I just finished Republic Commando's campaign mode. Like everything else about this game, it is comfortably competent, without quite rising to the level of the memorably excellent. The game successfully communicates that you and your team are an elite group of commandos, fighting a grim and endless war to preserve the Republic, even if it never quite does anything unexpected or challenging with the concept.
I think the most curious part of the plot is the fact that the main enemies for the whole middle section of the game are Trandoshan slavers. Slavers generally make for good video game villains because the very concept of slavery is thoroughly vilified in our culture, and thus killing them doesn't quite seem so wrong . . . except in this case the main characters of the story are themselves slaves. It's oddly dissonant to hear them badmouthing the Trandoshans for being the scum of the galaxy while not at all connecting those anti-slavery opinions to their own situation of being bred as soldiers and brainwashed since birth into serving their creators with unquestioned loyalty.
If Republic Commando were a cleverer game, I'd say that this irony was purposeful, and the way in which Delta squad is relentlessly pushed into one battle after another, even over the wishes of its constituent members is meant to highlight the brutality and senselessness of war, and the hypocrisy of an ostensibly enlightened and democratic government that nonetheless embraces it as a pragmatic political tool. However, I think it's much more likely that we're simply not supposed to think about it.
It actually makes me a little uncomfortable, now that I have some time to think about it. By making the "slavers" into these ugly, primitive lizard-men, while completely overlooking the protagonist faction's own use of forced labor, it's like they're externalizing the slave-owning impulse by putting it onto characters we aren't meant to empathize with, and thus whitewashing the real history of the practice. If we're being brutally honest, slavers should be charismatic white people who can easily charm you with their genteel aristocratic manners and who, as long as you are the right color, can afford to be effortlessly generous and hospitable, thanks to the wealth amassed by the violent extraction of value from the blood of the innocent.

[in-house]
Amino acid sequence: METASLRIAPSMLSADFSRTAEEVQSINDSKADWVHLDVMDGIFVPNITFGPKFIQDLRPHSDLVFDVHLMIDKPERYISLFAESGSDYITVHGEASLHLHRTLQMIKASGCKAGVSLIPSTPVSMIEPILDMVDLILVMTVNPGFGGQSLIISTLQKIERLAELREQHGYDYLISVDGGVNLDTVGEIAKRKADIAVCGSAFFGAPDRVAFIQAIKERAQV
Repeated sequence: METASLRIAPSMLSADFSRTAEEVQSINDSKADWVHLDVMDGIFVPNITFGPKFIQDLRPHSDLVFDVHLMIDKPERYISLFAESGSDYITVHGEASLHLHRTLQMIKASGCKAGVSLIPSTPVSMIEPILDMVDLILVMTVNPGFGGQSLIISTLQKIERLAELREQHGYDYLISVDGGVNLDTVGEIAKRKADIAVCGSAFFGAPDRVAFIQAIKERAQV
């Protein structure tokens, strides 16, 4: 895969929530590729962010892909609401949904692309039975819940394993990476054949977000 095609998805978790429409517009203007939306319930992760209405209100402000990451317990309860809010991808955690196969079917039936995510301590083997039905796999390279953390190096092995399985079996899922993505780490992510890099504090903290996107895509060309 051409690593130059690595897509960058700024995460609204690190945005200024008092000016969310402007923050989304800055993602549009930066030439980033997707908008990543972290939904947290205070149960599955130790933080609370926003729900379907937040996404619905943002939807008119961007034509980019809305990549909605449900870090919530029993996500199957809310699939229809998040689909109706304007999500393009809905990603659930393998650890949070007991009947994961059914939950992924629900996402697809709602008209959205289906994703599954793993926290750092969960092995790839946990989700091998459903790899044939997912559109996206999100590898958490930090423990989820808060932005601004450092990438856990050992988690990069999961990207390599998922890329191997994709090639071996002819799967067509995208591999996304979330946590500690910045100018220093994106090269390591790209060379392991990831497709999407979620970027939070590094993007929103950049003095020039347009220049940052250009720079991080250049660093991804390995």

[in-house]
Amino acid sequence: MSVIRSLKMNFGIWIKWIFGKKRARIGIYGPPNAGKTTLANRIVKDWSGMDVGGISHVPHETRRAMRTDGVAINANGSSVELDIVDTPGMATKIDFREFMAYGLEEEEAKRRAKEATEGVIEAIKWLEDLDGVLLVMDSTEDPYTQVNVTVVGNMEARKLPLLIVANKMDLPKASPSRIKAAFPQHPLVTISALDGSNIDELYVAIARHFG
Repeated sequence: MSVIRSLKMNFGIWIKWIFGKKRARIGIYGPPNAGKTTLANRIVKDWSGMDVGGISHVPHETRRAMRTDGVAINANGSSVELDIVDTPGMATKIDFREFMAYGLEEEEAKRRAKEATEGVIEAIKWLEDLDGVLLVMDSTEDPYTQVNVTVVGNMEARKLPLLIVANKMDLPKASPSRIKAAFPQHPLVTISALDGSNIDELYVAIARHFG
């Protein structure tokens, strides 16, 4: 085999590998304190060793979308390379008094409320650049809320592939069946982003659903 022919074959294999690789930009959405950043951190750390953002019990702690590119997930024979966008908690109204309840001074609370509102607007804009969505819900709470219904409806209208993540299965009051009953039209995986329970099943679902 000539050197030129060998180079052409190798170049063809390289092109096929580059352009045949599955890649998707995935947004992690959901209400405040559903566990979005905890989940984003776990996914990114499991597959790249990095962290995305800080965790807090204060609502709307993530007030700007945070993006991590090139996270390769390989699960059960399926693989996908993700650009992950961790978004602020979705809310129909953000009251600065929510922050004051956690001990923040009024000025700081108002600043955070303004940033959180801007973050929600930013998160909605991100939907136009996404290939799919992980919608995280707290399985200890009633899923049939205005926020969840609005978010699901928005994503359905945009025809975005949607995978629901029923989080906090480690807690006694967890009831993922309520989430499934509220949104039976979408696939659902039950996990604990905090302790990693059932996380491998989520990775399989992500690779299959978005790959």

Of course, bringing this back to Republic Commando, it's actually the Republic, rather than the Trandoshan mercenaries, who more accurately reflect slavery as it was actually practiced. The slavers are, in fact, ordinary folks. You may like them, and even consider them admirably heroic, because they have so internalized the economic and social realities of their particular hierarchy that it never occurs to them to show shame (or even a moment's diffidence, for that matter). I think it's actually Yoda who gets the most quintessentially American line I've ever seen in a work of fiction - "The freedom of the Wookies must not be sacrificed," he said to the clones of Delta squad. He's a regular Thomas Jefferson, that one.